Holly Goldberg Sloan, 1958-

Book - 2017

"Very short for her age, Julia grows into her sense of self while playing a munchkin in a summer regional theater production of The Wizard of Oz"--

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New York, NY : Dial Books for Young Readers [2017]
Physical Description
296 pages ; 22 cm
Main Author
Holly Goldberg Sloan, 1958- (author)
Review by Booklist Reviews

*Starred Review* In this sweet and uplifting story, quirky middle-schooler Julia grows up in unexpected ways after winning the roles of a Munchkin and a winged monkey in a summer production of The Wizard of Oz. She can't dance or sing, but she's ideally suited for the roles because she's very short. Julia hopes being in the play will help take her mind off the recent death of her beloved dog, Ramon. She's not the best student, isn't a good listener, and tends to daydream, but she's wryly observant, especially of the adults around her, who often act more out of control than the kids. She finds friendship and great role models in an elderly neighbor and in a number of people involved with the show: her director, a talented costume designer, and Olive, a woman with dwarfism who plays a fellow Munchkin. Julia's tendency for self-analysis and her unique view of things is often very funny, as in the way she compares blue cheese to the tops of her grandmother's legs when she's in her swimsuit. It's refreshing that Julia doesn't mind being short and believes she's "little, but big inside." Her self-acceptance is inspiring, and the joy she experiences in her foray into theater is irresistible. Copyright 2016 Booklist Reviews.

Review by Publishers Weekly Reviews

Julia Marks, 11, is short for her age, doesn't dance, can't carry a tune like her brother Randy, and definitely doesn't want to spend her summer acting in community theater. All of that changes when she and Randy are cast as Munchkins in The Wizard of Oz. The play forces Julia to challenge her perceptions of herself: being a dreamer isn't necessarily a bad thing, and being short doesn't mean one can't do great things. It also allows her to engage with people she wouldn't have otherwise met, like elderly neighbor Mrs. Chang (who turns out to be both a skilled seamstress and an agile Winged Monkey); Olive, one of three adult Munchkins; and Shawn Barr, the play's charismatic director. Sloan (Counting by 7s) again captures the authentic voice of a child dealing with weighty topics, including loss and identity, in a charming and often funny way. Julia's natural naïveté (such as not knowing that L. Frank Baum is not "El Frank Bomb") and inability to self-censor make for a narrative filled with lighthearted and candid moments. Ages 8–12. Agent: Amy Berkower, Writers House (Jan.) Copyright 2016 Publisher Weekly.

Review by School Library Journal Reviews

Gr 5–8—Middle schooler Julia Marks reluctantly lands a part as a munchkin in a summer stock production of The Wizard of Oz. Tentative at first about her performing abilities, she's helped along by a group of adults who see what she has not yet realized about herself: she makes a big impression for such a small person. Julia is indeed very small; the title of the book describes the protagonist, who is several inches shorter than her classmates and has been uncomfortable about her height since she overheard her parents discussing it negatively. Julia's rambling first-person narration is very funny as she resists every new opportunity (lead munchkin dancer; second string winged monkey) and then decides she loves it once she tries it. Julia finds mentors in the well-drawn characters who make up the theater group, especially the charismatic director, who works lying down after he breaks his tailbone, and a septuagenarian costume designer and former prima ballerina. She changes her perspective on her own size when she befriends Olive, an actress with dwarfism who wows the protagonist with her singing and dancing chops, her fashion sense, and her confidence as she dresses down the director for his bias against an aspiring cast member. Brief chapters and an accessible writing style add to the novel's appeal. VERDICT Theater kids and fans of Tim Federle's "Nate" books will love this.—Beth Wright Redford, Richmond Elementary School Library, VT. Copyright 2016 School Library Journal.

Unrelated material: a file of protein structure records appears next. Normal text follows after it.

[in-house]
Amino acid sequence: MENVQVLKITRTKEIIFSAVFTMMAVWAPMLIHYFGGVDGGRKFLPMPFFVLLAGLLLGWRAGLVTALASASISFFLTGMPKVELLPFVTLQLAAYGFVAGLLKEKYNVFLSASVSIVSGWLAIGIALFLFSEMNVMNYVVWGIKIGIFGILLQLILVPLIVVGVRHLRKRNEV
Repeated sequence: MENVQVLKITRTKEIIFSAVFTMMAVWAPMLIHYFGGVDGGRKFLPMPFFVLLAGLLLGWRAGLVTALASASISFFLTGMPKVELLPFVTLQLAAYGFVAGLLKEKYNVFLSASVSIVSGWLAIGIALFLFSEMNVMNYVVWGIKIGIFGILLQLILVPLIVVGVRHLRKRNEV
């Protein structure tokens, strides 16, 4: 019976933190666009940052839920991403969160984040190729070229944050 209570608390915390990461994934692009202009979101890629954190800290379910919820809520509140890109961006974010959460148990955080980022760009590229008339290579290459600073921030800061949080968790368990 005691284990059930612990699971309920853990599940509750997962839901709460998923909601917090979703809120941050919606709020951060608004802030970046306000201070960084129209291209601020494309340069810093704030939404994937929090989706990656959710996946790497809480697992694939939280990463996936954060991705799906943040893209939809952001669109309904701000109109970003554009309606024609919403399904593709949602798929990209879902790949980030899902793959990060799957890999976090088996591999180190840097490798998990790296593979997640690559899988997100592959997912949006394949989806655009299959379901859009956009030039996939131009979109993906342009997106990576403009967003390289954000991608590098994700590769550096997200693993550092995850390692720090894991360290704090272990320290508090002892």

Review by Publisher Summary 1

Very short for her age, Julia grows into her sense of self while playing a munchkin in a summer regional theater production of The Wizard of Oz.

Review by Publisher Summary 2

A girl who is rather petite for her age is cast as a Munchkin in a regional theater production of The Wizard of Oz before she bonds with a director who admires her can-do attitude, an adult with dwarfism who does not let size define her and an artistic neighbor who encourages her resolve to stand out. By the author of Counting by 7s. Simultaneous eBook.

Review by Publisher Summary 3

In this heartwarming and funny middle-grade novel by the New York Times bestselling author of Counting by 7s, Julia grows into herself while playing a Munchkin in The Wizard of Oz  Julia is very short for her age, but by the end of the summer run of The Wizard of Oz, she’ll realize how big she is inside, where it counts. She hasn’t ever thought of herself as a performer, but when the wonderful director of Oz casts her as a Munchkin, she begins to see herself in a new way. As Julia becomes friendly with the poised and wise Olive—one of the adults with dwarfism who’ve joined the production’s motley crew of Munchkins—and with her deeply artistic neighbor, Mrs. Chang, Julia’s own sense of self as an artist grows. Soon, she doesn’t want to fade into the background—and it’s a good thing, because her director has more big plans for Julia!   Bubbling over with humor and tenderness, this is an irresistible story of self-discovery and of the role models who forever change us.